4. Commercial real estate will be worse than residential.
So this last point becomes difficult to say, because it depends on your point of view.

Wednesday, September 09, 2009

SMACKDOWN WEEK: I see a city in the clouds

MORE BEARISH: Municipals

MORE BULLISH: Foreign ownership of Treasuries


There are a number of problems with municipals today. First let's get to the least often discussed: munis aren't cheap. On an absolute yield basis: (10-year muni rates according to MMA):

Now we know that general interest rates are low, but even on a percentage-of-Treasury basis, munis are at best fair value. From 2001-2007, the average 10-year muni/Treasury ratio was 86.9%. Currently its 90.2%. Hardly screaming value.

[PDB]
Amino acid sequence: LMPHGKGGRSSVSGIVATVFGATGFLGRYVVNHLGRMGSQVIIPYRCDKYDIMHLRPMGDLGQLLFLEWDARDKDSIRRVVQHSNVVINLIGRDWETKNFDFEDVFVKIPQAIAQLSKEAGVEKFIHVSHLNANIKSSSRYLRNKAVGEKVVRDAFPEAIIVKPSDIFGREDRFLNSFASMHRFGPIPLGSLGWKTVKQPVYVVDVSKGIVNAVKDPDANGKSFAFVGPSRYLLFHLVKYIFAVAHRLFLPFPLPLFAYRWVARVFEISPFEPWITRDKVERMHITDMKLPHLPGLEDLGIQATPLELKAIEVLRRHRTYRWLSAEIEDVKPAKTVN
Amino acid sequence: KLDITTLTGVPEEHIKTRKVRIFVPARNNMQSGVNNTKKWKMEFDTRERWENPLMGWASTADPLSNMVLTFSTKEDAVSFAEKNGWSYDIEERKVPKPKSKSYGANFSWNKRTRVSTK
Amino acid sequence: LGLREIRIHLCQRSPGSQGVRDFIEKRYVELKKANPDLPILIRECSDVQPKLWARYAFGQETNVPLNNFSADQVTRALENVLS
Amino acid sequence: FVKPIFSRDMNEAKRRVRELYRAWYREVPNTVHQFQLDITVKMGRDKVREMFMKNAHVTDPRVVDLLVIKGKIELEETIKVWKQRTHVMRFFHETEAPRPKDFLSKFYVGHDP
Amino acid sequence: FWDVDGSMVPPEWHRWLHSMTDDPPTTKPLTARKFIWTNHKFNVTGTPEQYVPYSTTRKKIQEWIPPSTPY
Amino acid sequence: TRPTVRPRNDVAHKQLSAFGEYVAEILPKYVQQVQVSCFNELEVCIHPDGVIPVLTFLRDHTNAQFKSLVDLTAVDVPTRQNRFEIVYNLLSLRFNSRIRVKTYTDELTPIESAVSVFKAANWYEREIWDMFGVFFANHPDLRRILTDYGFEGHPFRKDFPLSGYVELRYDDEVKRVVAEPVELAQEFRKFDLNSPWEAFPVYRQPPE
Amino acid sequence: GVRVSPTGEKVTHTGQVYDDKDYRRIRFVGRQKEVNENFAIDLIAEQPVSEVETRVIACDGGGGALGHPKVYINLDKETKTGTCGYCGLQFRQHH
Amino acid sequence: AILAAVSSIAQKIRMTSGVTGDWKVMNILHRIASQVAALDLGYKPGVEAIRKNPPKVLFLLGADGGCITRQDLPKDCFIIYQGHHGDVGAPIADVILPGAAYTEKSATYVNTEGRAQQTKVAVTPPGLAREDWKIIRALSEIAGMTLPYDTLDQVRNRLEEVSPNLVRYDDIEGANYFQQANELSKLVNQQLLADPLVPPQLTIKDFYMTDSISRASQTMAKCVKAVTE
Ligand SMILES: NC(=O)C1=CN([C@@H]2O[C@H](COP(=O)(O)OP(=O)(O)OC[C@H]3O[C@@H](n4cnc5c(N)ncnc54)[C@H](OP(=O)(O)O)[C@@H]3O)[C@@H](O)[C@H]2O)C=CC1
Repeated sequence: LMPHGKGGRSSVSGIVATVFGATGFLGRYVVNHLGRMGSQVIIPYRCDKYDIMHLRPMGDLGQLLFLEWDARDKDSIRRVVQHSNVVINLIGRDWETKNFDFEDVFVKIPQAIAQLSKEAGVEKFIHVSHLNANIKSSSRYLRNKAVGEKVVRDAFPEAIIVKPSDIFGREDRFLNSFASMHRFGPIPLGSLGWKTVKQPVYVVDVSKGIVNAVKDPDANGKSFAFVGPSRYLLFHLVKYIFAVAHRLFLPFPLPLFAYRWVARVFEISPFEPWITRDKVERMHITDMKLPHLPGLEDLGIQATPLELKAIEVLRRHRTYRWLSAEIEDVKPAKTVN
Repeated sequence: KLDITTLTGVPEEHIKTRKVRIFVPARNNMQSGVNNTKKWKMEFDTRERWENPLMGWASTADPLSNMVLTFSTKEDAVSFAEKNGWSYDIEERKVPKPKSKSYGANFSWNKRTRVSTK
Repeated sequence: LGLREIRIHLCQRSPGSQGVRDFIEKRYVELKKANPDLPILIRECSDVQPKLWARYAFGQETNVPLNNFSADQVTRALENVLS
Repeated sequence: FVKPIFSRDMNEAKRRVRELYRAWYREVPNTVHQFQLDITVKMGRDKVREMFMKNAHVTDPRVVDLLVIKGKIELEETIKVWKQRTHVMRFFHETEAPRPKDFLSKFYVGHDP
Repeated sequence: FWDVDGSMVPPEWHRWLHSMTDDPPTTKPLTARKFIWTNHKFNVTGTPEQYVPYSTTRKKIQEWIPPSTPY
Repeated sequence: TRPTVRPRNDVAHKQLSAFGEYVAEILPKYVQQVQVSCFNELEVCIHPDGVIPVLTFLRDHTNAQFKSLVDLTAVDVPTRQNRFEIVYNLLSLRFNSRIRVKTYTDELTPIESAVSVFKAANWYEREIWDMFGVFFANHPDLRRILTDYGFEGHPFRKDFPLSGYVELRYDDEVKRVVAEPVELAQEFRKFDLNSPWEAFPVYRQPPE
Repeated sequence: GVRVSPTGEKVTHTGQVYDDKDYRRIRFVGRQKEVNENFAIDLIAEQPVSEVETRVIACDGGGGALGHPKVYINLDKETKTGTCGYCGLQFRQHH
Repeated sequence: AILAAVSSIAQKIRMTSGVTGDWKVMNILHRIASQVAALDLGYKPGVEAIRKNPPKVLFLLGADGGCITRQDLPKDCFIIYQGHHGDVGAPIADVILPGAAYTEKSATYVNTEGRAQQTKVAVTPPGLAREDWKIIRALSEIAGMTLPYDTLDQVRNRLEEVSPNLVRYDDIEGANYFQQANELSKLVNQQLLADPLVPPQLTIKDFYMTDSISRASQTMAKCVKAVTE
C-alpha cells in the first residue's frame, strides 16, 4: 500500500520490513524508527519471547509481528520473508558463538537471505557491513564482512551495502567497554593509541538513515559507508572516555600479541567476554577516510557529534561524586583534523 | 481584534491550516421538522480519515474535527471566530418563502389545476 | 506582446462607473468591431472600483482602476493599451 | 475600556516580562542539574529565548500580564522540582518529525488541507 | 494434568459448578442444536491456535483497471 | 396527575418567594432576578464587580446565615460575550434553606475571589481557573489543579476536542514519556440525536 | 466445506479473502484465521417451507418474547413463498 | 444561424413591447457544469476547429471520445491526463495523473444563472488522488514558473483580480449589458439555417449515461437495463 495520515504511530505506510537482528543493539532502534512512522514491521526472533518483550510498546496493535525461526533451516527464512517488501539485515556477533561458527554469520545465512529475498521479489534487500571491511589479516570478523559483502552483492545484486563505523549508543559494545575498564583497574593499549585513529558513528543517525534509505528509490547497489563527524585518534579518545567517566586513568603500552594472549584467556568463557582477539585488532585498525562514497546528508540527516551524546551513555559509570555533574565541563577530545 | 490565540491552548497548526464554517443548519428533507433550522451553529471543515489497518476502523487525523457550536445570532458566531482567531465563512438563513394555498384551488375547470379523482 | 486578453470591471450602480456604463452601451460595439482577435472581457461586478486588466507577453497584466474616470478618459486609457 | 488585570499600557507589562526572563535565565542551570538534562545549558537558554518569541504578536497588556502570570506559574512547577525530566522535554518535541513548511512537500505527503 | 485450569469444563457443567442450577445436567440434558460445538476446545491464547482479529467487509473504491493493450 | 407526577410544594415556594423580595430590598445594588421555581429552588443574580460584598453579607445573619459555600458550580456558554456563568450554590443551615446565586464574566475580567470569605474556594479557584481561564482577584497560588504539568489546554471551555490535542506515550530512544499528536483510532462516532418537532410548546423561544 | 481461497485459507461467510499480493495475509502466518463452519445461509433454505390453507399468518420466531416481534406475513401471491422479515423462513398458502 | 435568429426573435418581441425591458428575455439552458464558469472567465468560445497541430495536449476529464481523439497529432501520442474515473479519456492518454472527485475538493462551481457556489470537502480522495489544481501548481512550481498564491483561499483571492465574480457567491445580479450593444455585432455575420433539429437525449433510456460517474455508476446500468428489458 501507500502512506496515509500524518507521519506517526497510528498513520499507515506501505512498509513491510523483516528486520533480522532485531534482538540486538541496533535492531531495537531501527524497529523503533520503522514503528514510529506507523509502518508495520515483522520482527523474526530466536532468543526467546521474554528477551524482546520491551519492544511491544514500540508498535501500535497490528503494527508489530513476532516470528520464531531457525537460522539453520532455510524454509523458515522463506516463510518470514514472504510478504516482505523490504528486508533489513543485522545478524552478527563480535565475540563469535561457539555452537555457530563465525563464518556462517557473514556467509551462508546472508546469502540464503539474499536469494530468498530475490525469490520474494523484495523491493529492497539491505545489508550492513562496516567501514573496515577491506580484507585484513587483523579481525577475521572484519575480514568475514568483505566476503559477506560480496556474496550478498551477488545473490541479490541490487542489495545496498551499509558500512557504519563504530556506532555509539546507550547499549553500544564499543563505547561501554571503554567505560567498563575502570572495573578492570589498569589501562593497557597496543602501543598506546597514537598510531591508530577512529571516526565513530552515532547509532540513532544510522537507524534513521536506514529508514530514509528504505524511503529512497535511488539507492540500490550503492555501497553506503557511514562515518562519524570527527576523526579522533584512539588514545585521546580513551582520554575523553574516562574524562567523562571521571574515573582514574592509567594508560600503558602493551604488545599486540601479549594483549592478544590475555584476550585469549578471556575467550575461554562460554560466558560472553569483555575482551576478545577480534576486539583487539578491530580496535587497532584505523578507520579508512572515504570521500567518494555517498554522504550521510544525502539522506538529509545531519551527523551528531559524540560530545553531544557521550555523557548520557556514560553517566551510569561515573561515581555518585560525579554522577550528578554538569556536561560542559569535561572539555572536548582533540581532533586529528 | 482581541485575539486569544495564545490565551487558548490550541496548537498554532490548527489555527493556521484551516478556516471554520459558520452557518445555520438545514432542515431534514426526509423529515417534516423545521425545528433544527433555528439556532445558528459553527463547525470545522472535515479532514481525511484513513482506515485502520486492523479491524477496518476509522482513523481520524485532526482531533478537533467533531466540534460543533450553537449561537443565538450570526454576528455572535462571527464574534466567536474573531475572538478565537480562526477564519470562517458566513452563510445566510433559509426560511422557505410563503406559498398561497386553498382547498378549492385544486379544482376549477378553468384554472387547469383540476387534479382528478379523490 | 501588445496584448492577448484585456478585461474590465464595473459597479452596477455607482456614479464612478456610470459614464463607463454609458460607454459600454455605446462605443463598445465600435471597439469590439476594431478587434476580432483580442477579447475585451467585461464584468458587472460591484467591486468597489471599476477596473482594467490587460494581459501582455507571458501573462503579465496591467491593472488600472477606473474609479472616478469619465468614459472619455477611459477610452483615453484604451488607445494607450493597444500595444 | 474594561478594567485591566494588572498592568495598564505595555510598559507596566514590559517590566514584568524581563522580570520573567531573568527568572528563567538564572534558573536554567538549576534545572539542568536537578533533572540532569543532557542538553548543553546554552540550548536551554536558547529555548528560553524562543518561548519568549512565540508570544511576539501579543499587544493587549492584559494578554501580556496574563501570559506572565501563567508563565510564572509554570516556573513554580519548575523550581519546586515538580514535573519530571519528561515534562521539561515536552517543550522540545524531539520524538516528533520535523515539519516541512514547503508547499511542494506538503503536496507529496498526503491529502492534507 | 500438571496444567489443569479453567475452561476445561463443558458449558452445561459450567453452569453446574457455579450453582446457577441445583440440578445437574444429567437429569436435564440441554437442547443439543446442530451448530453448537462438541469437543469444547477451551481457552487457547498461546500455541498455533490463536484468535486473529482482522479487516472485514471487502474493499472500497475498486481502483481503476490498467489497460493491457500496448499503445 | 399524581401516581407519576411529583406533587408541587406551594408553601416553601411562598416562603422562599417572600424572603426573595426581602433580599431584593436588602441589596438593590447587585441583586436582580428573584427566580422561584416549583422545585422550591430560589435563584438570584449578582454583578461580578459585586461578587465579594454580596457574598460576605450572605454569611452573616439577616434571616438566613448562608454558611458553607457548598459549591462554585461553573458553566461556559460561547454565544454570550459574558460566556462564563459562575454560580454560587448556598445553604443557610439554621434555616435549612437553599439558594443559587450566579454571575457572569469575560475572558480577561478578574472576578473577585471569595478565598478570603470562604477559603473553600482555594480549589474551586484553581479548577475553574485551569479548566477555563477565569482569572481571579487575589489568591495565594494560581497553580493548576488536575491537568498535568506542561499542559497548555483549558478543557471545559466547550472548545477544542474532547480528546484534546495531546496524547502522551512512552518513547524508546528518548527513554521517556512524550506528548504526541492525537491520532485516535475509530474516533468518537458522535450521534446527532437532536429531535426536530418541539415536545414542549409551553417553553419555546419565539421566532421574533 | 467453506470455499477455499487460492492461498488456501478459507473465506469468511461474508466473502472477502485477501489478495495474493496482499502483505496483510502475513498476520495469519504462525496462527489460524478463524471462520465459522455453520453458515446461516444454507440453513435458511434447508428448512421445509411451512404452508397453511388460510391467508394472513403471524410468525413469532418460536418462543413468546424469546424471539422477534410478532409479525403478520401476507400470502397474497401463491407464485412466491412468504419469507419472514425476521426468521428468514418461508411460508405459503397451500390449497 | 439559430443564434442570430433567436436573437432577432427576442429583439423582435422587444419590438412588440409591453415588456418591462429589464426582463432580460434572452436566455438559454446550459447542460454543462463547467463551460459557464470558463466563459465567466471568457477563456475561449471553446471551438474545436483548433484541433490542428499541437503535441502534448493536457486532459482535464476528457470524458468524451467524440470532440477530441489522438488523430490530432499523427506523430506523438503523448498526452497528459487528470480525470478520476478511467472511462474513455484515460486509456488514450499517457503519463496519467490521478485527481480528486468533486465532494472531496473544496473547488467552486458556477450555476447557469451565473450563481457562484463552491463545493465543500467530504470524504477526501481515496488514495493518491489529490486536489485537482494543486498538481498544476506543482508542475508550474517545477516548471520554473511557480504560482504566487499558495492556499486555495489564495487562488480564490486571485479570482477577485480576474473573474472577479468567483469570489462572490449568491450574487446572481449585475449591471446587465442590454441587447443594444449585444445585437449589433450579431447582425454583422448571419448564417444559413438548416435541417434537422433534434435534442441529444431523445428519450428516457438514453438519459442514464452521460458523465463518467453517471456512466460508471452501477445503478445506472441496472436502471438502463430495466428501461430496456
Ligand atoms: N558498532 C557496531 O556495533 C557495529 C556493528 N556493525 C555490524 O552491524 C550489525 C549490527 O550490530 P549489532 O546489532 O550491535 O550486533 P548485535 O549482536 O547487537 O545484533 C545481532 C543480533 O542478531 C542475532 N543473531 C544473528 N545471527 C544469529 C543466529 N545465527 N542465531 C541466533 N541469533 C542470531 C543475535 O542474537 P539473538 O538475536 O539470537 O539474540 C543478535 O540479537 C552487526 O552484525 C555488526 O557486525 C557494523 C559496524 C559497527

What about muni credit quality? My concern is two fold. First, municipalities are not very nimble. One of the big positives among corporate securities (stocks and bonds) has been their ability to rapidly cut costs in the face of falling demand. IBM can lay off thousands at a moment's notice. Anadarko can shut down oil rigs. Boeing can shutter plants.

But municipalities the proverbial Bantha trying to turn around in quicksand. A governor can't just unilaterally say the State needs to shut down certain programs. A mayor can't unilaterally shorten work hours. A county council president can't lay off unionized public employees. They literally don't have the power to do so, at least in the overwhelming majority of cases. They just can't react quickly to a changing revenue environment. Expense management is therefore a major challenge.

How bloated is state and local government spending? I'd generally say that local government spends what it has. So when revenues rise, no one in the state legislature says "Hey, let's save this for the next recession," unless mandated by law to do so. They spend it! What looks better to constituents? A nice new park or a larger "rainy day fund?" Politicians will pretty much always pick the nice new park.